Monday, May 26, 2008

Poem Conceived on Bornholm Many Years Ago

In the summer studio
above the rock garden,
I took the eyes
of the painter.
What is it, I asked,
They cannot see?
Cannot? he balked.
They won't. Be kind,
I said. They don't.

Long before I knew anything about poetry, but thought I might become a poet, I spent a few days on the Danish island of Bornholm. Naturally, we went to the Oluf Høst Museum, which is a beautiful place—one of those places you immediately wish hadn't been converted into a museum, but could remain a place for an artist to work. So you begin to plan its conversion into a retreat for artists, a school, your own home.

Like the poem says, I tried to put myself in the mind of the painter while I stood in Høst's summer studio. At the time I was also, of course, generally despairing of the human species, which I suppose I still am, but less hopefully, more completely desperately, I guess, which means I don't imagine anything can change, or really needs to. (This post emerges vaguely from my response to Kirby in my last post. I felt the urgency of art, but not its futility.)

Back then, I worked on a poem about it, which must have run about thirty lines that are now lost. When it came back to me now, suddenly, thinking about the particular necessity and contingent universality of imagery, I was also reminded of Ezra Pound's reflections on "In a Station of the Metro".

Three years ago in Paris I got out of a "metro" train at La Concorde, and saw suddenly a beautiful face, and then another and another, and then a beautiful child’s face, and then another beautiful woman, and I tried all that day to find words for what this had meant to me, and I could not find any words that seemed to me worthy, or as lovely as that sudden emotion. And that evening, as I went home along the Rue Raynouard, I was still trying and I found, suddenly, the expression. I do not mean that I found words, but there came an equation ...

I wrote a thirty-line poem, and destroyed it because it was what we call work "of second intensity." Six months later I made a poem half that length; a year later I made the following hokku-like sentence:

The apparition of these faces in the crowd:
Petals, on a wet, black bough.
I dare say it is meaningless unless one has drifted into a certain vein of thought. In a poem of this sort one is trying to record the precise instant when a thing outward and objective transforms itself, or darts into a thing inward and subjective.

Okay, I'm no Ezra Pound. But my first effort was undoubtably not of the first intensity. What I just came up with (recalling the "equation" that was the core of the experience in that studio) is much more satisfying. It is still very much "just a poem" (maybe its emotion is just as must just a sentiment). But maybe it just needs that final bit of focusing.

If I am right about "the image" then we can almost describe in advance—a priori, if you will—what I will have to do to intensify it. I must situate the poem more resolutely between a natural regularity and a cultural regulation. I must activate both its urgency and its futility.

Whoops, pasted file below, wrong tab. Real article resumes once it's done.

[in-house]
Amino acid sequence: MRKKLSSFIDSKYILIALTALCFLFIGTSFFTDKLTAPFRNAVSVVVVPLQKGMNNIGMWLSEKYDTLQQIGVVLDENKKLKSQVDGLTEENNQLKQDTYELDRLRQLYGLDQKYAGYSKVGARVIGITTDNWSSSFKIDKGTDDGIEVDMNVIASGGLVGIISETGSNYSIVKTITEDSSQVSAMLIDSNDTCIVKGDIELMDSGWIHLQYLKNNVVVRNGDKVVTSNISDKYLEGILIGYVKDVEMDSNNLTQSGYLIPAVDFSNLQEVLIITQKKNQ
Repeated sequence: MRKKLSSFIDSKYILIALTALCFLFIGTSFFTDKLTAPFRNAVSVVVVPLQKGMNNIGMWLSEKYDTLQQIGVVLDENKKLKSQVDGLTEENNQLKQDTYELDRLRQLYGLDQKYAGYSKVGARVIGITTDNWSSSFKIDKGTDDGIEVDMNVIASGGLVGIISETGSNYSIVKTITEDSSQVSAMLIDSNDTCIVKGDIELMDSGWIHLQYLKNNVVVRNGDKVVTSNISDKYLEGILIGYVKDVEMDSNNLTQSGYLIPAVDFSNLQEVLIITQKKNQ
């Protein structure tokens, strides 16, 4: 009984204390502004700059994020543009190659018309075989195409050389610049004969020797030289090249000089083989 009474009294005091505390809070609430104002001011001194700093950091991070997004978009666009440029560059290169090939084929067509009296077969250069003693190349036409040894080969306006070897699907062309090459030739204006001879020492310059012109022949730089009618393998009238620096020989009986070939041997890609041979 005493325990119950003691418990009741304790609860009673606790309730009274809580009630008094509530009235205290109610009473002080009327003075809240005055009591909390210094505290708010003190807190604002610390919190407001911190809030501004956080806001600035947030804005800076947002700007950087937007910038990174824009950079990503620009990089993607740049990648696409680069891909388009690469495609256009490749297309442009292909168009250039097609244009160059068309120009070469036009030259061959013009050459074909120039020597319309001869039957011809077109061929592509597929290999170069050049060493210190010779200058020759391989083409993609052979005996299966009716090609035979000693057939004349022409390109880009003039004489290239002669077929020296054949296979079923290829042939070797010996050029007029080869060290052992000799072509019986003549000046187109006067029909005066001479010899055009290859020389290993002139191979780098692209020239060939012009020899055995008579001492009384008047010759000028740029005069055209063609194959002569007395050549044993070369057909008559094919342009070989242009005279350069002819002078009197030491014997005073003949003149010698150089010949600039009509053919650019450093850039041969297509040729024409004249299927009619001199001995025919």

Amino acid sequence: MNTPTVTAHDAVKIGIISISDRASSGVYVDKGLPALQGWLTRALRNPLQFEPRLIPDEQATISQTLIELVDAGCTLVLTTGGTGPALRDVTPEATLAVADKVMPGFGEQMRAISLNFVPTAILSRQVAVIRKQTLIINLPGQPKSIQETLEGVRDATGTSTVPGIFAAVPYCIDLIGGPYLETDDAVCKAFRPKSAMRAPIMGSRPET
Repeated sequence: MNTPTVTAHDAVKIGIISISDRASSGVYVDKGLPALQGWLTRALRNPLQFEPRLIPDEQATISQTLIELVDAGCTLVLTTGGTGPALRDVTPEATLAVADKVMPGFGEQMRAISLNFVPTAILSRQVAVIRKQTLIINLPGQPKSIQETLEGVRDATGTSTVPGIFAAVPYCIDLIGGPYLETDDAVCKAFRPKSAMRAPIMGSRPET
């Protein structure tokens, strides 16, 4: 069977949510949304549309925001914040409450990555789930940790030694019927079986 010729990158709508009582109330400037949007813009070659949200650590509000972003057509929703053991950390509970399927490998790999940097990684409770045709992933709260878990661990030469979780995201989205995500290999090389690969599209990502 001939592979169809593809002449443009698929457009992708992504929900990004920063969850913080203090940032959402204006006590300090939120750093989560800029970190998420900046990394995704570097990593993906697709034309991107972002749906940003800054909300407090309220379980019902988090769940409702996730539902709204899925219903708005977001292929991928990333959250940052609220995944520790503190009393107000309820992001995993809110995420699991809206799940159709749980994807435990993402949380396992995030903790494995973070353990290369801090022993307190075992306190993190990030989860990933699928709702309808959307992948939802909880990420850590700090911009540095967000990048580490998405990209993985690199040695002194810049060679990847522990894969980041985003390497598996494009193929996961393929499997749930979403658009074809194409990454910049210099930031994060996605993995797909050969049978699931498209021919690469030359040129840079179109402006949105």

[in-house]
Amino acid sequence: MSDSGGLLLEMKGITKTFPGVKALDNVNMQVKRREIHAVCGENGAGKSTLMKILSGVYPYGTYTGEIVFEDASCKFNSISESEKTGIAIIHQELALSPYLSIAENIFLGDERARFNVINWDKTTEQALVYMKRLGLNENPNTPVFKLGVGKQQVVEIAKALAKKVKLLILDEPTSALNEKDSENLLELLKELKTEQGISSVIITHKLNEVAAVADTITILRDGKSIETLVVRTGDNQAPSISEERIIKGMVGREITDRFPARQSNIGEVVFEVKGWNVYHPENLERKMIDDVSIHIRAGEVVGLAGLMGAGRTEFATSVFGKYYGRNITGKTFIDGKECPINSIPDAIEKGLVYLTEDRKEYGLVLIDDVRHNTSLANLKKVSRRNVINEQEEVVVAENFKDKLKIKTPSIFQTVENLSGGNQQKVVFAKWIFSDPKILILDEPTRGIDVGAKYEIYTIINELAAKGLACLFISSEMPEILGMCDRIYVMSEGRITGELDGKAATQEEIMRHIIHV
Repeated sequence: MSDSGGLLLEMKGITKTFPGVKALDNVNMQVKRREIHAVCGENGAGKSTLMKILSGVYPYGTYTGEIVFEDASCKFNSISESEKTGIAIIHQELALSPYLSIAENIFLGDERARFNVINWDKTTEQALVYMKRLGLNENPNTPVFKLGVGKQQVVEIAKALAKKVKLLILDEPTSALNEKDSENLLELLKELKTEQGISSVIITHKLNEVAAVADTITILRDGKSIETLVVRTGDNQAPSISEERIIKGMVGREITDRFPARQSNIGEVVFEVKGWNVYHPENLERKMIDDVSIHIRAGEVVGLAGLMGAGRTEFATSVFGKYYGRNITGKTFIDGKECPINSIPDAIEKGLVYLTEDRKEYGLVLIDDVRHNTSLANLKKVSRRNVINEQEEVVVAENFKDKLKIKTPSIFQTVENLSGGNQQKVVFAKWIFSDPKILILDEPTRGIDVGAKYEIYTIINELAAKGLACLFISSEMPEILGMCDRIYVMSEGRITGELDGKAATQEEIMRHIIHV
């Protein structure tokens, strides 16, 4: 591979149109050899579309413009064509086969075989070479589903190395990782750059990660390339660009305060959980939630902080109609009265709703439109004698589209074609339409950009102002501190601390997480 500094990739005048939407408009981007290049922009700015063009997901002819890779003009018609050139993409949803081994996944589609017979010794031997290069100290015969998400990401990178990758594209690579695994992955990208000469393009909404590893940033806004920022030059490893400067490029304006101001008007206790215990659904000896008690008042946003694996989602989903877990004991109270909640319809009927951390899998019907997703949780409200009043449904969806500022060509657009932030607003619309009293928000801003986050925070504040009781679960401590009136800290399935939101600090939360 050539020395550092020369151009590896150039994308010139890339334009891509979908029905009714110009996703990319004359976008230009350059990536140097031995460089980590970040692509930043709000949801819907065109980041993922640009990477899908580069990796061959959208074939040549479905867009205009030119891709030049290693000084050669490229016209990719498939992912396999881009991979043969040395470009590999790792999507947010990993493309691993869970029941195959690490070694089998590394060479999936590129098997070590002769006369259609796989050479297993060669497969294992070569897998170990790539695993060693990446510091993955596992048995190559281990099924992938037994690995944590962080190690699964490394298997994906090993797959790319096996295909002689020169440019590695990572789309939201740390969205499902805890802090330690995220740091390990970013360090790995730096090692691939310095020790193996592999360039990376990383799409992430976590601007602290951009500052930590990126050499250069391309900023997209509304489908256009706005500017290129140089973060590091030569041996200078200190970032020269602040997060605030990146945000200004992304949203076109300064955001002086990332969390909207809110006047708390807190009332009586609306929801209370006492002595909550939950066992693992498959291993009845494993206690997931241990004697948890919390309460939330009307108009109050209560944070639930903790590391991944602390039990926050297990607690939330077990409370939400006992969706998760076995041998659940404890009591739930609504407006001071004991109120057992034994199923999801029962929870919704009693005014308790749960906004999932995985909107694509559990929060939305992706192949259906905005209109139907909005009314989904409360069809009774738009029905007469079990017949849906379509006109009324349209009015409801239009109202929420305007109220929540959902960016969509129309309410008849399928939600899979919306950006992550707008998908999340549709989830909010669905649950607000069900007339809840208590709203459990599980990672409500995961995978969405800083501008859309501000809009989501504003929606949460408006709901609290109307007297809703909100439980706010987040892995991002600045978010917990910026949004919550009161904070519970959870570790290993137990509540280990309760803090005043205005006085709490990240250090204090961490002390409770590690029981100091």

More later (I hope).

[One more thing: shortly before writing the above I had just read this post over at Jonathan's blog.]


Kirby Olson said...

I never understood why Pound's poem was supposed to be so good.

His analogy of the subway passengers as being like petals on a wet, black bough just doesn't do much for me.

What was it meant to mean? I never got it.

People used to scream that it was so perfect, so great. I always thought it was as inept as his financial policies.

I think Pound is a more or less supply-side poet. He managed to get himself into a position of ubiquity in anthologies by dint of his position of ubiquity.

But he's a lousy poet, a careless thinker, a jerk to his friends, and so on. The one thing I still keep is his own evaluative method: image, sound, thought.

On image and thought, I think he's almost worthless. As a tunemeister, he's a little better. But his continuing position as eminence grise strikes me as absurd.

Stack a Corso poem next to Pound's and pound for pound, Corso's win every time on Pound's criteria of image, sound, and thought. Especially thought.

Oy vey.

You keep getting loopier and loopier in your posts, and I am having an increasingly hard time following them. But I enjoy this, as I sense you are going way out on the ice after something, but I have no idea what it is.

Thomas Basbøll said...

I once had an experience that confirmed Pound's poem. See this post.

Maybe you just haven't drifted into that "vein of thought" Pound is talking about.

It seems to me that Pound's poem does a good job of establishing the relation between the objective regularity of petals, and the subjective regulation of faces. The tension between natural and artificial beauty that people in public spaces display.

Pound's explanation is quite illuminating: it's not that a face looks like a petal, but that a series of a faces in the Paris Metro materialize like the petals on a bough.

Kirby Olson said...

Bullet train through Japanese countryside --

Petals on black cherries as they bow ---